Have you tried to consider first what garden design you are going to adapt prior the actual digging in ? That’s what I did. I just kept making my flower beds a little wider each year to put in more perennials. Well, you can learn from your mistakes, I certainly did!
Like most gardens (yours too, I’ll bet) my first one grew, little by little, without a little bit of planning. Now, I believe any landscaping project will be e more successful if you think it through first.
By the time I got to my second garden on an acreage, I did draw up a plan.
The project was so big with so many parts that it takes a lot of time to decide what to do with each area before starting the actual planting.
Planning your flower garden in your Singapore property is a way to avoid the classic dilemma: wandering around with the plants you’ve just bought and wondering where to plant them.
Do I have to get a design on paper?
No, you don’t have to draw out a plan, showing where every single perennial plant goes.
I was trained in garden design, and most of the time I don’t have the patience for that!
The pros do it to figure out the exact number of plants to order, but home gardeners usually don’t work that way.
When I make a drawing for myself, it’s generally a simple one to show the layout of a bed, and a basic planting plan that shows the most important plants only.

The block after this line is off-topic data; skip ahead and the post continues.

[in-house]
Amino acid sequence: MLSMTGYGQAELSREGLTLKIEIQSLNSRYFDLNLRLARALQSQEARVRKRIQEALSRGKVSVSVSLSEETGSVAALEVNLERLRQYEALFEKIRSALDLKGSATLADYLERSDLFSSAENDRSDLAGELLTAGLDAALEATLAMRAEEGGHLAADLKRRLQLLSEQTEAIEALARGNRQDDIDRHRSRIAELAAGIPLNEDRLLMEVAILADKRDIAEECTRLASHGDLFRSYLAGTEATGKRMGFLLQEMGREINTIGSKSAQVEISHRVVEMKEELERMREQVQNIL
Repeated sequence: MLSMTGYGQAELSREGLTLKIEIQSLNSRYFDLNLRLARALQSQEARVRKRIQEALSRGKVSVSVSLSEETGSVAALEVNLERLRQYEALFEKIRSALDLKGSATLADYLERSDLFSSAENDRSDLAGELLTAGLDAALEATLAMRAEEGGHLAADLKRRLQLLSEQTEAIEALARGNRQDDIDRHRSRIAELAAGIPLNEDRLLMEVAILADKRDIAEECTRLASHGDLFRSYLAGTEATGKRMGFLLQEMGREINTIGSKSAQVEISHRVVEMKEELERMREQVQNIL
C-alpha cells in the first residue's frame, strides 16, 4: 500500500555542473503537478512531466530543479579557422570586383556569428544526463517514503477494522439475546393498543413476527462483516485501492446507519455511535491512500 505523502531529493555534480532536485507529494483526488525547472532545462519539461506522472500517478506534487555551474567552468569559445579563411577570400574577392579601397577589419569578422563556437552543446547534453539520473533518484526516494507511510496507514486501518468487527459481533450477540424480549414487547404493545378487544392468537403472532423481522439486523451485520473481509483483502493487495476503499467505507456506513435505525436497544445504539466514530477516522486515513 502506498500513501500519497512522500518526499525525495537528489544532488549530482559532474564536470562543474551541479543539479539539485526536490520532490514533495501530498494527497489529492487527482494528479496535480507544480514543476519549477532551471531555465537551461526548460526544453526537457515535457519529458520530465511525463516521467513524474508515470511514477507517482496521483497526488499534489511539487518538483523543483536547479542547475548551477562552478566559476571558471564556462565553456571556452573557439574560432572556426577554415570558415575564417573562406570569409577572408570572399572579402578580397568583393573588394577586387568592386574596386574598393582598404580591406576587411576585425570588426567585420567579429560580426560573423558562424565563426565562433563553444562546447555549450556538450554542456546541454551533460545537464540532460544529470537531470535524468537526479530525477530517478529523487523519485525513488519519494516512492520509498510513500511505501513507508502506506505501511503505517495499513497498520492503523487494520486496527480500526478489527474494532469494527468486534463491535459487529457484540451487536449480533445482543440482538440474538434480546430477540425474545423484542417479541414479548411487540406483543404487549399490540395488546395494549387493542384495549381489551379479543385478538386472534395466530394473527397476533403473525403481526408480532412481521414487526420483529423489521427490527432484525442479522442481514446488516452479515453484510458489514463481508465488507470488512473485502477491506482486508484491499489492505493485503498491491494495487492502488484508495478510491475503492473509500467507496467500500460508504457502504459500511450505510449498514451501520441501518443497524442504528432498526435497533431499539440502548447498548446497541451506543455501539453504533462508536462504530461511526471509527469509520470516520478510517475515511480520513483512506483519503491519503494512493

A logical planting scheme to follow
A lot of folks see gardening primarily as getting all the color into their yards. But if you focus on colorful flowers first and foremost, it’s a bit like arranging the lamps, accessories and pictures before your house has even been built.
I once took a landscape design course taught by the British garden guru John Brookes, author of John Brookes Garden Design. He advises planning and planting in the following order: First, the “specials”, usually large deciduous trees that serve as focal points; next the “skeletons,” evergreens or hedges for year-round structure.
Then come the “decoratives”, flowering shrubs or tall grasses. And, finally, you get to the “pretties” – spring and summer-blooming perennials and fillers such as bulbs, annuals or biennials.
According to Brookes, many gardens lack structure and coherence because they were started with the “pretties.”
Working on a design for your garden
Planting your garden is easy. Take time to do a little planning then buy the plants you envision to plant in your garden. Remember: nobody creates a prize-winning flower garden the first year — but you are not going to invite the garden club over for coffee — not yet!
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